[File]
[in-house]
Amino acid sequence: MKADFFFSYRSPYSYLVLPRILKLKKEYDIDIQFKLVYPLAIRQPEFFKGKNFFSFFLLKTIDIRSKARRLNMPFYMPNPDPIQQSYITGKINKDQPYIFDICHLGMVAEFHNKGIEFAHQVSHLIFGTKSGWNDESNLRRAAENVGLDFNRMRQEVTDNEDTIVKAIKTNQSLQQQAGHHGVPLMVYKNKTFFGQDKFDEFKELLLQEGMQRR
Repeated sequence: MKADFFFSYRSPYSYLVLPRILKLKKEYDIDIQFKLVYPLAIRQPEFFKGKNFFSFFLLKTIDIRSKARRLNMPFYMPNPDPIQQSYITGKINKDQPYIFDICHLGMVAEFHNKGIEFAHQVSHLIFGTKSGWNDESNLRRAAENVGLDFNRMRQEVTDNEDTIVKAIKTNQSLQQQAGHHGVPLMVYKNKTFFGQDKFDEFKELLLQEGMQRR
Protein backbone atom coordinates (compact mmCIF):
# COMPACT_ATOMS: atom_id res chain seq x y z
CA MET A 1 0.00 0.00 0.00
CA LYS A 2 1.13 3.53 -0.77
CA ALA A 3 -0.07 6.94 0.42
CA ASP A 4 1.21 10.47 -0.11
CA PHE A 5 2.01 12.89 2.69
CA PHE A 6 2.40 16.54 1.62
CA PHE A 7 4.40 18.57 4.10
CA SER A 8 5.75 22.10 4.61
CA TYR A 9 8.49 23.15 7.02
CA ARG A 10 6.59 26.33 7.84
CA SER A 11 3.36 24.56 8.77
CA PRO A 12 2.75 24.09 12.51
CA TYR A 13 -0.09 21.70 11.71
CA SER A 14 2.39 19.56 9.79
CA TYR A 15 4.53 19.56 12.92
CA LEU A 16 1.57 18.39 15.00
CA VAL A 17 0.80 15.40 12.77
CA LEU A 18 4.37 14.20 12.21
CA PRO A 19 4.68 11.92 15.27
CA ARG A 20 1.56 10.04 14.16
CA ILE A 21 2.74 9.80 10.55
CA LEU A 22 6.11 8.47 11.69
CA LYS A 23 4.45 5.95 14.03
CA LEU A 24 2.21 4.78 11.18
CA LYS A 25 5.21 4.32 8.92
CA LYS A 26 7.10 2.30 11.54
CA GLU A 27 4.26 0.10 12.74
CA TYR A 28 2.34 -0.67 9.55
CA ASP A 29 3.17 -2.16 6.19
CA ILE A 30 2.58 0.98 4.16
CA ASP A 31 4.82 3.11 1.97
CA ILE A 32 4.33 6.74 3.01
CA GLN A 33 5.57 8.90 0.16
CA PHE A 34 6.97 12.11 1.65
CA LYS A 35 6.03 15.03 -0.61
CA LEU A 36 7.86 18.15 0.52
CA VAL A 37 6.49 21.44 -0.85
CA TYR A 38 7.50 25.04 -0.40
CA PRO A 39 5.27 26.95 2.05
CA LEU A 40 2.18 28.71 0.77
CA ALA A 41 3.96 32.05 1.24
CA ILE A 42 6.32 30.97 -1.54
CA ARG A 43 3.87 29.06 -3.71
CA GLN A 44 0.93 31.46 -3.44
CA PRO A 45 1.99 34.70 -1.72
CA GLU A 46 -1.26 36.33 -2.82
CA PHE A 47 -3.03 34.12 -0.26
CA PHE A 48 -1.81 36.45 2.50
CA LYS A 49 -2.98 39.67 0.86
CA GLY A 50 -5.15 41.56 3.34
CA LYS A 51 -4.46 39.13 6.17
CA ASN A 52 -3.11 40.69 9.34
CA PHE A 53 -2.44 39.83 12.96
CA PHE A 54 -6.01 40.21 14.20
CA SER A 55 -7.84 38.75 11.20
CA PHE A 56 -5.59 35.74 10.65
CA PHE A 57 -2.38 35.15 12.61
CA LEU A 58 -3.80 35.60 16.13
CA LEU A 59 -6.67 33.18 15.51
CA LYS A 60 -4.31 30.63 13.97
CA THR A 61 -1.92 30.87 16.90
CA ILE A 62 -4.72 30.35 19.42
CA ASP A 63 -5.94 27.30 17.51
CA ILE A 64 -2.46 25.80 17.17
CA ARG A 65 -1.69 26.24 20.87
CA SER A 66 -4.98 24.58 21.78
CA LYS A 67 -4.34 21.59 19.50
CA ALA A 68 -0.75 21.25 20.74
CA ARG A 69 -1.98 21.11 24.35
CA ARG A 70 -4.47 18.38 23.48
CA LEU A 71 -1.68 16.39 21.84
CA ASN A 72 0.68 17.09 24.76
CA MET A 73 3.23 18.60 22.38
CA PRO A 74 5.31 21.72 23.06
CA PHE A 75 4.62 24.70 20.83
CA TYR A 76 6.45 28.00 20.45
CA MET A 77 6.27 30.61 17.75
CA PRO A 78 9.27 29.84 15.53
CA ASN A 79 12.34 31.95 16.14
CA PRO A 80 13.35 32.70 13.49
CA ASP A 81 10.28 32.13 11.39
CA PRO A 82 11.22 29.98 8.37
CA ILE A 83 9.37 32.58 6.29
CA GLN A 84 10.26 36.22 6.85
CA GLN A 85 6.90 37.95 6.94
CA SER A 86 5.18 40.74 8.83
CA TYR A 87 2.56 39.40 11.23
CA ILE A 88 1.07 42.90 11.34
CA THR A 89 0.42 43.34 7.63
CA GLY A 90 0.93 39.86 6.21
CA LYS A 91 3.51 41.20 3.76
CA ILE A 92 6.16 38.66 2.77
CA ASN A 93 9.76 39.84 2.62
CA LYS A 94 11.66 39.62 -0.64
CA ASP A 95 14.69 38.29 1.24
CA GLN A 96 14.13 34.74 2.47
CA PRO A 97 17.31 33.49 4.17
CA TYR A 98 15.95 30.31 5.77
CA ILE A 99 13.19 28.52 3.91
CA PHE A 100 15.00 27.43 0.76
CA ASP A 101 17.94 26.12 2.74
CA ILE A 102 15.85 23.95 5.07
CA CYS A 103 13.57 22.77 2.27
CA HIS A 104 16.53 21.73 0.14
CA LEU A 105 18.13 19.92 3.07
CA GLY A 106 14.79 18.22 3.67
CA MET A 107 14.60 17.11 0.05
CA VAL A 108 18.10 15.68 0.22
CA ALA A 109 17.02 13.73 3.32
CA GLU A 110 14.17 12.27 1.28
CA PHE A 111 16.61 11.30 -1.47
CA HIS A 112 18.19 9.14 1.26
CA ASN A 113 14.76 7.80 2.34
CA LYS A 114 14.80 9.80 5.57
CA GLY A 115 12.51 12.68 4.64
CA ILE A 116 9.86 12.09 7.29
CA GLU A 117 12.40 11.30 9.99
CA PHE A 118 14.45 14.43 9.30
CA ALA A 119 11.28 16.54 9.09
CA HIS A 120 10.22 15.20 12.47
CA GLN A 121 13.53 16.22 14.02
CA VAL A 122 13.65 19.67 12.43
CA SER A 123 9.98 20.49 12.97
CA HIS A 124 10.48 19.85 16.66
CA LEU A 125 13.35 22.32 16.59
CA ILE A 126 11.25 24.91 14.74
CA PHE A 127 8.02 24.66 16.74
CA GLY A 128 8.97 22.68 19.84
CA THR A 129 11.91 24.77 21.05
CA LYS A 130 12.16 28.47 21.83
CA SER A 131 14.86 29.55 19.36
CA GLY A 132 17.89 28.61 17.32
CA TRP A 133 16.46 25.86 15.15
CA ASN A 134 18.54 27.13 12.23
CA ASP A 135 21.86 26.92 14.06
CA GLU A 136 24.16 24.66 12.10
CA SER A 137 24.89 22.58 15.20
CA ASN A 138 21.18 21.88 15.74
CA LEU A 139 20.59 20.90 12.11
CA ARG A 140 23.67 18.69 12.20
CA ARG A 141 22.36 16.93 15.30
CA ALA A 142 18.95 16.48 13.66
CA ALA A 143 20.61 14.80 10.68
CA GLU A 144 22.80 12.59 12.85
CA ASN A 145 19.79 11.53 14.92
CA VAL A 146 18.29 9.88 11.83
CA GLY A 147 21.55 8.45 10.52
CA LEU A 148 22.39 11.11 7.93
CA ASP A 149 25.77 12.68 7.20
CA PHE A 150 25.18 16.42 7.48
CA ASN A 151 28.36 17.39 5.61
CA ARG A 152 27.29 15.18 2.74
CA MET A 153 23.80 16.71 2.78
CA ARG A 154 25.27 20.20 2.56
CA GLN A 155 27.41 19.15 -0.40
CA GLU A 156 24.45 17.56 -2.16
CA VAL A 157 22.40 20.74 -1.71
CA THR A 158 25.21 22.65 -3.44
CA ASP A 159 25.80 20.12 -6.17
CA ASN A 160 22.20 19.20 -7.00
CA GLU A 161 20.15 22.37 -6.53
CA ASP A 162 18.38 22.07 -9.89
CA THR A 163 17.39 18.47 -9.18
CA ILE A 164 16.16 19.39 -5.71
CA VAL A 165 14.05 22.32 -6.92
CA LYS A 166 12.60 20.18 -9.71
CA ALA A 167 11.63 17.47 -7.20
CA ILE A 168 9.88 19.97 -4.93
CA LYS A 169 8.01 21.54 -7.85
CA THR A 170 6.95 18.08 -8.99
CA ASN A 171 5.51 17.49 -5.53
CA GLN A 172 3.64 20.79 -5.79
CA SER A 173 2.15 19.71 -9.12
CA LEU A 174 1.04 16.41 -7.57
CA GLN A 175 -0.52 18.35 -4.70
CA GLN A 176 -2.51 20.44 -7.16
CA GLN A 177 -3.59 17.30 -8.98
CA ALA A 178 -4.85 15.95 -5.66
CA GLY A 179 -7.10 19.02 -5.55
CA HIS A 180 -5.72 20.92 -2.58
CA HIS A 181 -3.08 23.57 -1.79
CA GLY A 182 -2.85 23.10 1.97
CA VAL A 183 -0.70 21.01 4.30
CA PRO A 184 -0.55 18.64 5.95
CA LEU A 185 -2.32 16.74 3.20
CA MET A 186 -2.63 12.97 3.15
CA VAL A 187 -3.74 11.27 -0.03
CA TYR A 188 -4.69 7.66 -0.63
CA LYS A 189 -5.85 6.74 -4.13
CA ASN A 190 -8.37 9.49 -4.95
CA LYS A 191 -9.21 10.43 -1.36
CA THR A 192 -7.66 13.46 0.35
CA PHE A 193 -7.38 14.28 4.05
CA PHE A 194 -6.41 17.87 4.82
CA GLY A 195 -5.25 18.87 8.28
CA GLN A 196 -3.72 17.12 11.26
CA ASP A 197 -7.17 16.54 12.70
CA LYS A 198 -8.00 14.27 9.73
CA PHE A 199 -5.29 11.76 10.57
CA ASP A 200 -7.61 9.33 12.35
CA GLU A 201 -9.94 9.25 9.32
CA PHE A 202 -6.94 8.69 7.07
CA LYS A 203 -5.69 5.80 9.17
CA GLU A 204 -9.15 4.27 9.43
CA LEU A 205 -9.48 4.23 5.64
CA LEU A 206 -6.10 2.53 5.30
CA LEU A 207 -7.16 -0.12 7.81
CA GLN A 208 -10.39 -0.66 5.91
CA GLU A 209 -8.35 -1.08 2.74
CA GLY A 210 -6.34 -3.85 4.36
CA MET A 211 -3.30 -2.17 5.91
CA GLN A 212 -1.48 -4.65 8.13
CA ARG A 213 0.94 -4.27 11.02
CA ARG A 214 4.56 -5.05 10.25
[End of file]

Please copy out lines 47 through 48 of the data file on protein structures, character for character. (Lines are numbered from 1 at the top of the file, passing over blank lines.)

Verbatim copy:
CA ILE A 42 6.32 30.97 -1.54
CA ARG A 43 3.87 29.06 -3.71